The screenplay was an adaptation of an Orson Welles script. It was moved from Africa and the distant past to a Missouri governor's race at the turn of the century. Two independent candidates are battling it out. One of them has a secret that could cost him the election, and it looks like it will become public when the man who raised him surfaces from obscurity, since the guardian also participated in the event that must remain secret.

The candidate is played by William Hurt. Irčne Jacob plays a reporter trying to make a name for herself at her station, and to whom the old man leaks the secret.  Many Welles scholars complained that it was not very Wellesian, but in fact, the story was very Welles-like. George Hickenlooper (director/co-writer) and Oja Kodar (co-writer) obviously stuffed every nook and cranny of this film with symbolism, literary devices, verbatim elements from the Welles script, and many homages to Welles.In the commentary, they belabor the point that they were paying homage to Welles the writer, not Welles the director, but they also used some Wellesian camera angles.

Scoopy wrote that it was talky and had no pace, but that he liked it because it was so literate. For me, they created a would-be masterpiece that is a long, boring watch. I don't necessarily need pace in a story, but, absent pace, I need to be able to relate strongly to one of the characters, and found nobody in the film to supply that need.

The Critics Vote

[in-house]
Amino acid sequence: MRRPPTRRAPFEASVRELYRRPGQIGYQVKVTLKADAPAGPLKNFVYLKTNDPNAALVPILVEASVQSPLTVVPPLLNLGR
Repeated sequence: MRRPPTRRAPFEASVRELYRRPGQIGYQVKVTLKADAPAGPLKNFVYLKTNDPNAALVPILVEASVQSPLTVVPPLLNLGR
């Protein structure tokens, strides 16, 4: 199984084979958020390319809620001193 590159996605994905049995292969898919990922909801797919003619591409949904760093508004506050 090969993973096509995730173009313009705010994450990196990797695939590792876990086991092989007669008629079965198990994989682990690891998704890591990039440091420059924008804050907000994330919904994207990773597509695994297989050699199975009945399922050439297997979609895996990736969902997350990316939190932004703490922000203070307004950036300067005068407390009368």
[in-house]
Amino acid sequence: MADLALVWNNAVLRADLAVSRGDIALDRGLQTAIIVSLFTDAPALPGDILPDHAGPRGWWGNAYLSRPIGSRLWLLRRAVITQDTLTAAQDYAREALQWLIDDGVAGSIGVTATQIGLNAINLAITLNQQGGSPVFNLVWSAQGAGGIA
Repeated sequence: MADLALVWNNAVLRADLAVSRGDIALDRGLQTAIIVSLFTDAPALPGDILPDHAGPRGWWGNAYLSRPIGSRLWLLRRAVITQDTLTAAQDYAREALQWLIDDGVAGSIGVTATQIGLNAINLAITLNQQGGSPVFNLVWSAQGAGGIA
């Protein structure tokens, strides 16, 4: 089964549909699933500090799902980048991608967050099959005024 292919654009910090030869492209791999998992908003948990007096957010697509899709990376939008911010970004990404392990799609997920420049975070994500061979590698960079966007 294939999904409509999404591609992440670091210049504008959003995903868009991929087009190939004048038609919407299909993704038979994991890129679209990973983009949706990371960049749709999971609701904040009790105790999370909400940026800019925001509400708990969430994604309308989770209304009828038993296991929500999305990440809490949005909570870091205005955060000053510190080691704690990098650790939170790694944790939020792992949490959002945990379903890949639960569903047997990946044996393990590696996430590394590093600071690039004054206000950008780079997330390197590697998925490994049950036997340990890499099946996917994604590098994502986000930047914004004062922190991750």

• Apollo 48/100

  • As is normal with this kind of talky and baroque fare, reviewers were sharply divided on its merits. Here is an outstanding review of the movie and the background of the original Welles script, from a reviewer who really liked it. And here is an equally intelligent review from a guy who just detested it.

The People Vote ...

  • With their votes ... IMDB summary: IMDb voters score it 5.3. Apollo users 63/100 
  • With their dollars ... the budget for this film was reported to be $7 million dollars, but there was no commercial theatrical release
IMDb guideline: 7.5 usually indicates a level of excellence, about like three and a half stars from the critics. 6.0 usually indicates lukewarm watchability, about like two and a half stars from the critics. The fives are generally not worthwhile unless they are really your kind of material, about like two stars from the critics. Films under five are generally awful even if you like that kind of film, equivalent to about one and a half stars from the critics or less, depending on just how far below five the rating is.

My own guideline: A means the movie is so good it will appeal to you even if you hate the genre. B means the movie is not good enough to win you over if you hate the genre, but is good enough to do so if you have an open mind about this type of film. C means it will only appeal to genre addicts, and has no crossover appeal. D means you'll hate it even if you like the genre. E means that you'll hate it even if you love the genre. F means that the film is not only unappealing across-the-board, but technically inept as well.

Based on this description, Scoop says, "this film is a C. It was interesting to me, but is intended to be a serious political film with a southern Gothic overlay, and simply will not please if you do not enjoy this type of fare." Tuna says, "  This is a C. If you like slow paced, talky literate films, you might enjoy this one. Otherwise, back off."